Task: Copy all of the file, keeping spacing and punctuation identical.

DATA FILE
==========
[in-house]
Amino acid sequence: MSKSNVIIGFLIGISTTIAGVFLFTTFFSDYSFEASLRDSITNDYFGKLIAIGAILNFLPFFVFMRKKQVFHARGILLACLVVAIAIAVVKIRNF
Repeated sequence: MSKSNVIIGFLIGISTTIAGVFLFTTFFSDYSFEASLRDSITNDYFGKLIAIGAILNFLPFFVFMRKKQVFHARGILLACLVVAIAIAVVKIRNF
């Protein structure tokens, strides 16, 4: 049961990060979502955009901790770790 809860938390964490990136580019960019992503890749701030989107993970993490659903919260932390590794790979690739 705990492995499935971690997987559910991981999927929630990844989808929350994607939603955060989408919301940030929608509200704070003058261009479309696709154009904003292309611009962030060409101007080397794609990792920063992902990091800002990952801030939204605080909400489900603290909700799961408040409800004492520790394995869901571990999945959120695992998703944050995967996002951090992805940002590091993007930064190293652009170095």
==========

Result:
[in-house]
Amino acid sequence: MSKSNVIIGFLIGISTTIAGVFLFTTFFSDYSFEASLRDSITNDYFGKLIAIGAILNFLPFFVFMRKKQVFHARGILLACLVVAIAIAVVKIRNF
Repeated sequence: MSKSNVIIGFLIGISTTIAGVFLFTTFFSDYSFEASLRDSITNDYFGKLIAIGAILNFLPFFVFMRKKQVFHARGILLACLVVAIAIAVVKIRNF
């Protein structure tokens, strides 16, 4: 049961990060979502955009901790770790 809860938390964490990136580019960019992503890749701030989107993970993490659903919260932390590794790979690739 705990492995499935971690997987559910991981999927929630990844989808929350994607939603955060989408919301940030929608509200704070003058261009479309696709154009904003292309611009962030060409101007080397794609990792920063992902990091800002990952801030939204605080909400489900603290909700799961408040409800004492520790394995869901571990999945959120695992998703944050995967996002951090992805940002590091993007930064190293652009170095």